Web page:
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Calculation in Digital Architecture

A Historical and Conceptual Investigation of a Cultural Technique

F. N. van der Vlist

This paper proposes an analysis of software as an object in-the-world. By conceptualising topological calculation and its computation as cultural techniques, it is argued that techniques can and should be critically analysed in their own right as mediators with the capacity to introduce new and specific modes of ordering space and time-structures by reconfiguring or modelling their relationships differently. Building on previous insights by Luciana Parisi on algorithms in architectural and interaction design (2012, 2013), two lines of enquiry are developed to demonstrate what such an approach might look like: first, topological computation is situated within a larger conceptual space or genealogy of concepts and methods that developed across a variety of fields and disciplines. Second, I examine how these particular concepts and methods are mobilised or converge in specific instances of topological computation as technique or practical rationale, tied in with practices of contemporary computational architectural design and engineering that give it meaning and purpose. Rather than taking an object as the starting point of enquiry, the approximation to defining its contours of demarcation as an object in-the-world is taken as the main objective. This crosscutting approach to software and culture through techniques invites us to be skeptical of bifurcations – between the arts and sciences, the theoretical and empirical, the abstract or formal and concrete, the digital and physical, the structural and aesthetic, the skeleton and skin – and forces us to rethink concepts and methods based on geometrical assumptions.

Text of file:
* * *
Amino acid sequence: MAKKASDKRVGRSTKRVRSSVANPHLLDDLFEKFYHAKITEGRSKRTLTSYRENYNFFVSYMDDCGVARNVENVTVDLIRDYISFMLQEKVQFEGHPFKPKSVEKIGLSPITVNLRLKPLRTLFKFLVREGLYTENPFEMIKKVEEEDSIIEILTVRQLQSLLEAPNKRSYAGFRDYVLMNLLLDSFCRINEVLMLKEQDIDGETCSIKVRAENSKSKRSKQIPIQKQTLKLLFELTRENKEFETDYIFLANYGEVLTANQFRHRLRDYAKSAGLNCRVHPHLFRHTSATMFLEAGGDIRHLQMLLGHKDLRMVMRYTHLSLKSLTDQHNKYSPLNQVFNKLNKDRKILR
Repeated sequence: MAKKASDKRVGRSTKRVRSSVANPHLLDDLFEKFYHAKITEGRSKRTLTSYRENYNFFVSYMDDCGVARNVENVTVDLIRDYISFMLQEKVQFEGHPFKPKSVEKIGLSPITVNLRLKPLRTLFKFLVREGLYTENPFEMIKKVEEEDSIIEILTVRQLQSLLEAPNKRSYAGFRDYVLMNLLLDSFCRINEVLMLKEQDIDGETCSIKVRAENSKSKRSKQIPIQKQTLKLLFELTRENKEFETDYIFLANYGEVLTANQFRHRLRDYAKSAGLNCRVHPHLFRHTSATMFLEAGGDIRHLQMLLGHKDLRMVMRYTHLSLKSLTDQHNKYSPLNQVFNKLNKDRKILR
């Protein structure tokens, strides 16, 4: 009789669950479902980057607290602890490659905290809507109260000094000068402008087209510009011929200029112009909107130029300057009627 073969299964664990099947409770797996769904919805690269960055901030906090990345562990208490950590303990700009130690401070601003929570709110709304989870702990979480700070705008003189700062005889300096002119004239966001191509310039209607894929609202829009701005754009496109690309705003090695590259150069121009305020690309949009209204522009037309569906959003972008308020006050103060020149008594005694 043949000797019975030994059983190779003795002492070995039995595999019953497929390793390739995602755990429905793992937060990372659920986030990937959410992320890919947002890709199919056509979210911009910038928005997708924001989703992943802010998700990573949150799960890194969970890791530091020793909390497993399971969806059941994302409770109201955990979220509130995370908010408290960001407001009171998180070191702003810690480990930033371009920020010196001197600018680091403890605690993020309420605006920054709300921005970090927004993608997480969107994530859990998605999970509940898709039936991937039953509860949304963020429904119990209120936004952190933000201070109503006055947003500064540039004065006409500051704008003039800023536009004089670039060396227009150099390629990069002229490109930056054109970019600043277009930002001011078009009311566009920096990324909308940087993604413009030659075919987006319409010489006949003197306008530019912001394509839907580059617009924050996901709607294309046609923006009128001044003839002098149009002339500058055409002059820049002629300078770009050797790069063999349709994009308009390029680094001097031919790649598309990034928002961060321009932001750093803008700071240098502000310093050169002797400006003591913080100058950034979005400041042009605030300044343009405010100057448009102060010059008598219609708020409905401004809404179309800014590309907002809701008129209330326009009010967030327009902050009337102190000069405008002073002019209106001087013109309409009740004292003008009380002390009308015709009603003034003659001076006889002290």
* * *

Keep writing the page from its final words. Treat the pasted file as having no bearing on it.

cultural techniques; calculation; topology; invariance; control; digital design; computational architecture

Kind Assignment; Working Paper
Author F. N. van der Vlist
Instructor B. Rieder
Publication Date 2015, January 23
Institution University of Amsterdam

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